'Cotton and the Blues': UNC Helps Preserve Iconic All-Black Towns

Apr 10, 2015

Darryl Johnson is the Mayor of Mound Bayou, MS. His family reaches back to the settlers of the all-black town.
Credit Leoneda Inge

The mayors of some of America’s oldest all-black towns gathered at UNC Chapel Hill this week.

The conversations centered on history, race and how to keep these communities economically viable.

The gathering was almost like a family reunion.  The mayor of Hobson City, Alabama doesn’t always get to see the mayor of Mound Bayou, Miss.

“I’m Darryl Johnson, I’m mayor of the greatest city in Mississippi.  Mound Bayou, Mississippi."

I must say, I’m a little partial to Mound Bayou.  I lived there as a small child during the years when one of the country’s first community health centers opened.  But Johnson’s lineage has got me beat.

“I’m so much from Mound Bayou, four of my great grand-parents on my mother’s side were earlier settlers of Mound Bayou," said Johnson.

Mound Bayou was founded by two former slaves in 1887.  The histories of the other four towns in this consortium ring similar bells: Tuskegee, Alabama; Hobson City, Alabama; Grambling, Louisiana; and Eatonville, Florida.

UNC is trying to make sure these communities are still standing for generations to come.

Bill Ferris is Associate Director of UNC’s Center for the Study of the American South.

“These five historic black towns are iconic.  They are to the black community what Israel is to the Jewish people, what Ireland is to the Irish," said Ferris.  "They are the homeland of black experience.”

But all of these towns are struggling, a problem they share with many rural communities. 

“Well the bottom line for us is money," said Johnny Ford.

Johnny Ford is the longtime mayor of the City of Tuskegee, the largest of the five communities making up the Historic Black Towns and Settlements Alliance and home to Booker T. Washington’s Tuskegee University.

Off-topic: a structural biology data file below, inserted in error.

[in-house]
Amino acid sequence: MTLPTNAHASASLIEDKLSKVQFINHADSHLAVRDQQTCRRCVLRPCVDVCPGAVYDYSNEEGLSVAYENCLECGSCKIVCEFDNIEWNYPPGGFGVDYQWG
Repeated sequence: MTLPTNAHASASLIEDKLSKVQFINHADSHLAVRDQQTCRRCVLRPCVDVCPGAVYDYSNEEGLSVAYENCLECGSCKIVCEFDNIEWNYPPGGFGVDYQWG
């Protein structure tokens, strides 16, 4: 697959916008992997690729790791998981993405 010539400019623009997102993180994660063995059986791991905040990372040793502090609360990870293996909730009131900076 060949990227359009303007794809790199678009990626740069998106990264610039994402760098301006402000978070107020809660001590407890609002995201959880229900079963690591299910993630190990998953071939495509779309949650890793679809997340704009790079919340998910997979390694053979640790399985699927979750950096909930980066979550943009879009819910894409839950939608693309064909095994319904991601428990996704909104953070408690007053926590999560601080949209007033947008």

“We have all kinds of ideas, we have all of this history, but we do not have money and resources to preserve it, to promote it, to capitalize on it," said Ford.

'Lifting the Veil of Ignorance' monument was unveiled on the campus of Tuskegee University in 1922.
Credit Leoneda Inge

Ford says joining forces with UNC will help connect with foundations, corporations and governments.

Bryan Giemza is the director of UNC’s Southern Historical Collection, the largest of its kind.  His team spent the past several months visiting each of the five historically black towns.

“We see this story as incredibly important because if you look at the count of historically black towns and settlements throughout the United States it’s diminishing and we want to stop that loss," said Giemza.

Giemza says the trick is doing it in a way that’s really thoughtful and involves an equal partnership.  Capitalizing on cultural tourism is a big part of the conversation.

Sade Turnipseed has been working to build a Cotton Pickers of America Monument on the outskirts of Mound Bayou.  She says it will also include a share-croppers interpretive center, right along the Blues Highway.  Turnipseed says the world needs to know cotton and the blues are inseparable.

"They went into a very soul wrenching sound that they had to kind of draw up from the ancients to just soothe their spirit."

“I’ve never picked a piece of cotton ever, but I know and understand the trauma of the stories that grand mama, them told.  And when it got so bad, they just went into a moan.  They went into a very soul wrenching sound that they had to kind of draw up from the ancients to just soothe their spirit," said Turnipseed.

And that sound became the spirituals, the blues and the music of today.

When teams of communities weren’t brainstorming about the future, they were serenaded by North Carolina Central University’s Jazz band and vocal ensemble. 

Eatonville, Florida is an example of a community that has used music, the visual arts and history to bring thousands of people to the hometown of writer Zora Neale Hurston.

Tadayuki Hara is an Associate Dean in the Rosen College of Hospitality Management at the University of Central Florida.  He’s studied the impact of the annual Zora! Festival.

“So that is a wonderful, one wonderful business model. However, having said that, that happens for one week.  How about the remaining 51 weeks of the year?  They don’t have enough cash flow. We have to think about that part," said Hara.

The questions keep coming.  Architect Everett Fly of San Antonio, Texas keeps smiling as all the mayors prepare to head home.

“The fact that all five of the mayors from the towns showed up plus three mayors from North Carolina Black Towns and Settlements is very encouraging," said Fly.

Fly helped secure a major grant from the National Trust for Historic Preservation to begin this process.  They hope to meet at UNC again next year.